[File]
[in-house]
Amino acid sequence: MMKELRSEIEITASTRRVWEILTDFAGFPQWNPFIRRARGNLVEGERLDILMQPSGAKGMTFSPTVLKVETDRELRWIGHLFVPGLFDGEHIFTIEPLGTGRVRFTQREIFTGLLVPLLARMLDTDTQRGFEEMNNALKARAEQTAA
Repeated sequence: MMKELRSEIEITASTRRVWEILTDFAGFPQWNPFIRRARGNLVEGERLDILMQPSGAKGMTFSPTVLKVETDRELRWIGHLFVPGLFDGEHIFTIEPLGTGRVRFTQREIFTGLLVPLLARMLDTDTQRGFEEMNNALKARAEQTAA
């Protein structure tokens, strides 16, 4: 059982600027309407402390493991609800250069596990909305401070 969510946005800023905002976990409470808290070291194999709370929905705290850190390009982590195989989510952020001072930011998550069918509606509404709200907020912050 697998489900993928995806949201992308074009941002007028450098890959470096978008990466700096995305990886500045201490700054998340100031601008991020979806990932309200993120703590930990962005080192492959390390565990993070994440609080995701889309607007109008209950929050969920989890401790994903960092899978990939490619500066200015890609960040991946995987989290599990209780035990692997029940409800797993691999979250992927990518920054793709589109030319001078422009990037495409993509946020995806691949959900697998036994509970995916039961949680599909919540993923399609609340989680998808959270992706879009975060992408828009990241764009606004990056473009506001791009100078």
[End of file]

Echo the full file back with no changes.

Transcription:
[in-house]
Amino acid sequence: MMKELRSEIEITASTRRVWEILTDFAGFPQWNPFIRRARGNLVEGERLDILMQPSGAKGMTFSPTVLKVETDRELRWIGHLFVPGLFDGEHIFTIEPLGTGRVRFTQREIFTGLLVPLLARMLDTDTQRGFEEMNNALKARAEQTAA
Repeated sequence: MMKELRSEIEITASTRRVWEILTDFAGFPQWNPFIRRARGNLVEGERLDILMQPSGAKGMTFSPTVLKVETDRELRWIGHLFVPGLFDGEHIFTIEPLGTGRVRFTQREIFTGLLVPLLARMLDTDTQRGFEEMNNALKARAEQTAA
């Protein structure tokens, strides 16, 4: 059982600027309407402390493991609800250069596990909305401070 969510946005800023905002976990409470808290070291194999709370929905705290850190390009982590195989989510952020001072930011998550069918509606509404709200907020912050 697998489900993928995806949201992308074009941002007028450098890959470096978008990466700096995305990886500045201490700054998340100031601008991020979806990932309200993120703590930990962005080192492959390390565990993070994440609080995701889309607007109008209950929050969920989890401790994903960092899978990939490619500066200015890609960040991946995987989290599990209780035990692997029940409800797993691999979250992927990518920054793709589109030319001078422009990037495409993509946020995806691949959900697998036994509970995916039961949680599909919540993923399609609340989680998808959270992706879009975060992408828009990241764009606004990056473009506001791009100078």